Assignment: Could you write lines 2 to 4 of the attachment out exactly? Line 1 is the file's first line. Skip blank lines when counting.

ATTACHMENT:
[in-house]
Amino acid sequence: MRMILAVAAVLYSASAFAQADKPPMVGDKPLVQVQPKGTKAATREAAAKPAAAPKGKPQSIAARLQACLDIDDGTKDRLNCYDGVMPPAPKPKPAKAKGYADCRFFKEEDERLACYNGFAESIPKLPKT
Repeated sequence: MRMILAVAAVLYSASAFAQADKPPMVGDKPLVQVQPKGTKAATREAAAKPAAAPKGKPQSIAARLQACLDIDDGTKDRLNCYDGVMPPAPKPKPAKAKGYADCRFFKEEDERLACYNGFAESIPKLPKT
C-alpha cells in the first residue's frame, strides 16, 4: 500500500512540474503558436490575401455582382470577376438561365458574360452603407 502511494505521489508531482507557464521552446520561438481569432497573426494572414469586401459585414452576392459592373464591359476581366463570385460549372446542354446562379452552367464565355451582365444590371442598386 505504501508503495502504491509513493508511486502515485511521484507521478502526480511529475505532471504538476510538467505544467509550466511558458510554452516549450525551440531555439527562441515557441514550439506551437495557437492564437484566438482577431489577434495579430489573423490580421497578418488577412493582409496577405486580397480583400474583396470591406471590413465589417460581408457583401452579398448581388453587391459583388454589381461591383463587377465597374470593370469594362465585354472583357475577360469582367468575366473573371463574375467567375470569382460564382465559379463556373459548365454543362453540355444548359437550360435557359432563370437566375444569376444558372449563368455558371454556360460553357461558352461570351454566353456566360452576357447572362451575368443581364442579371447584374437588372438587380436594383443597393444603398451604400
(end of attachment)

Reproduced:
Amino acid sequence: MRMILAVAAVLYSASAFAQADKPPMVGDKPLVQVQPKGTKAATREAAAKPAAAPKGKPQSIAARLQACLDIDDGTKDRLNCYDGVMPPAPKPKPAKAKGYADCRFFKEEDERLACYNGFAESIPKLPKT
Repeated sequence: MRMILAVAAVLYSASAFAQADKPPMVGDKPLVQVQPKGTKAATREAAAKPAAAPKGKPQSIAARLQACLDIDDGTKDRLNCYDGVMPPAPKPKPAKAKGYADCRFFKEEDERLACYNGFAESIPKLPKT
C-alpha cells in the first residue's frame, strides 16, 4: 500500500512540474503558436490575401455582382470577376438561365458574360452603407 502511494505521489508531482507557464521552446520561438481569432497573426494572414469586401459585414452576392459592373464591359476581366463570385460549372446542354446562379452552367464565355451582365444590371442598386 505504501508503495502504491509513493508511486502515485511521484507521478502526480511529475505532471504538476510538467505544467509550466511558458510554452516549450525551440531555439527562441515557441514550439506551437495557437492564437484566438482577431489577434495579430489573423490580421497578418488577412493582409496577405486580397480583400474583396470591406471590413465589417460581408457583401452579398448581388453587391459583388454589381461591383463587377465597374470593370469594362465585354472583357475577360469582367468575366473573371463574375467567375470569382460564382465559379463556373459548365454543362453540355444548359437550360435557359432563370437566375444569376444558372449563368455558371454556360460553357461558352461570351454566353456566360452576357447572362451575368443581364442579371447584374437588372438587380436594383443597393444603398451604400